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All done, though I'm not certain you can actually see the slots. They are there.

 

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So, having finished early today I decided to give the oil plumbing another look and discovered, not much to my surprise, that I've painted myself into a corner and will have to invent something to get out of it. I clamped the oil priming pump on the engine stand where it's intended to go. Except that the output oil line from the sump doesn't line up with it. I can't say I even thought of that when I was making it so this is hardly surprising.

 

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The line from the sump has to feed both the priming pump and the oil pump...I think I have a solution but I also think I should sleep on it and do a few drawings first. I know I can solve this but it's important to me that the fix look right...(like I had always planned to make it that way)!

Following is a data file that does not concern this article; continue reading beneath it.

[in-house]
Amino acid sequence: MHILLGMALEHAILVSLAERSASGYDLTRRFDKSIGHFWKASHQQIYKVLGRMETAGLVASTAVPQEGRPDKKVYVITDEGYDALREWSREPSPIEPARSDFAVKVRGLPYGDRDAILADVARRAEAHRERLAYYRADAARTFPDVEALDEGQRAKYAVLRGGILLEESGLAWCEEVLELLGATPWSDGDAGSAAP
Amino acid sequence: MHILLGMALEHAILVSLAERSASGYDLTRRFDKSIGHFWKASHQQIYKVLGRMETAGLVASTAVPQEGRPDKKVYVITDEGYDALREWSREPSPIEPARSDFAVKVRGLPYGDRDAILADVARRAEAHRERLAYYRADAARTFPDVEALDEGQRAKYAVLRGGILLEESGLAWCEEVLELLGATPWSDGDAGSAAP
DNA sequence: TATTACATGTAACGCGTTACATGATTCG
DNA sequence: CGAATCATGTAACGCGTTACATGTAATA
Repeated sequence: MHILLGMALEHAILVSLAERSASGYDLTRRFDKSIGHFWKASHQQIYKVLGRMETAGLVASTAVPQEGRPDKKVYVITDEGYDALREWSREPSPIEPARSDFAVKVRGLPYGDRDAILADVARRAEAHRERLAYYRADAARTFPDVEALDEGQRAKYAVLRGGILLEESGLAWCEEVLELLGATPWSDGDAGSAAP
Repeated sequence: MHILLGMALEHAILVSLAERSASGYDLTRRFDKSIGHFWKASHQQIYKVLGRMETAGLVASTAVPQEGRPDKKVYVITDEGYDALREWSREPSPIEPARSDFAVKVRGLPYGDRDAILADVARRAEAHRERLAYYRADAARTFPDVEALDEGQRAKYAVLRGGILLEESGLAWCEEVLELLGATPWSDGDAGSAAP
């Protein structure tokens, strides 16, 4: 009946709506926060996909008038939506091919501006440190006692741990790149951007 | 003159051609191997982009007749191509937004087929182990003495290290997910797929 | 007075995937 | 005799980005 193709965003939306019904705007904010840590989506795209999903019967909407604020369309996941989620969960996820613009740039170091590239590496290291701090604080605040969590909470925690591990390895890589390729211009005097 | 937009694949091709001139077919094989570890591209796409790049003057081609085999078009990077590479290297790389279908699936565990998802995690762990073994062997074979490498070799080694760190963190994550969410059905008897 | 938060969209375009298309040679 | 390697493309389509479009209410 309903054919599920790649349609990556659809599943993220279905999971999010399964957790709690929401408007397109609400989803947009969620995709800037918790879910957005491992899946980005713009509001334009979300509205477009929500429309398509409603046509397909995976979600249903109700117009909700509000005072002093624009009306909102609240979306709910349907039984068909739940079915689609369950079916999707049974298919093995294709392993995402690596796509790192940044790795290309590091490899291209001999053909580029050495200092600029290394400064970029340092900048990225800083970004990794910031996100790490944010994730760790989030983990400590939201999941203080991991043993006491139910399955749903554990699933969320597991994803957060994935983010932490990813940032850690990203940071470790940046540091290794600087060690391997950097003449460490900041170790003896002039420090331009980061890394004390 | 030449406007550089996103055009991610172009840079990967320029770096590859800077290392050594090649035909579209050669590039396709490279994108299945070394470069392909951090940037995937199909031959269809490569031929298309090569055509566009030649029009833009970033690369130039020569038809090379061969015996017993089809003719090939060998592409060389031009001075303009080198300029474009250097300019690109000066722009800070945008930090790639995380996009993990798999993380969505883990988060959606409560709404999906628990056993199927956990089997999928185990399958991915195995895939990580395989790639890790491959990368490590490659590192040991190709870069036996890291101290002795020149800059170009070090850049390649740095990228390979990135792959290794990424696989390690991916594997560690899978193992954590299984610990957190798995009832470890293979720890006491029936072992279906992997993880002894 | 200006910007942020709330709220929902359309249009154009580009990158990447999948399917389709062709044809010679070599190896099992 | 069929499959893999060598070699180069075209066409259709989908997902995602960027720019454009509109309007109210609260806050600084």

Edited by JV Puleo (see edit history)
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Posted (edited)

I really should get back to the crankcase and bearings but I feel the need to straighten out the oil system first. If I don't, it will niggle me in the back of my mind until I get to it. I turned the engine up on it's side (it's a great help to have this big engine stand) so I could take some measurements.

 

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The vertical tube in the foreground will connect to the oil "well". With it in place I was able to get some more precise measurements and it looks as if I won't have a problem. This piece of copper tube, left over from making the intake manifold, will be the well. Copper, by the way, is terrible to machine.

 

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This is going to be the plug in the bottom of the well. When I was threading it I realized I'd never made a thread gauge for this size so, since the machine is all set up for it, I decided to make it now.

 

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I was going to put drain cocks in the Banjo bolts on the bottom but I got thinking about something else Ed said and I've decided to use pipe plugs with magnets.

Edited by JV Puleo (see edit history)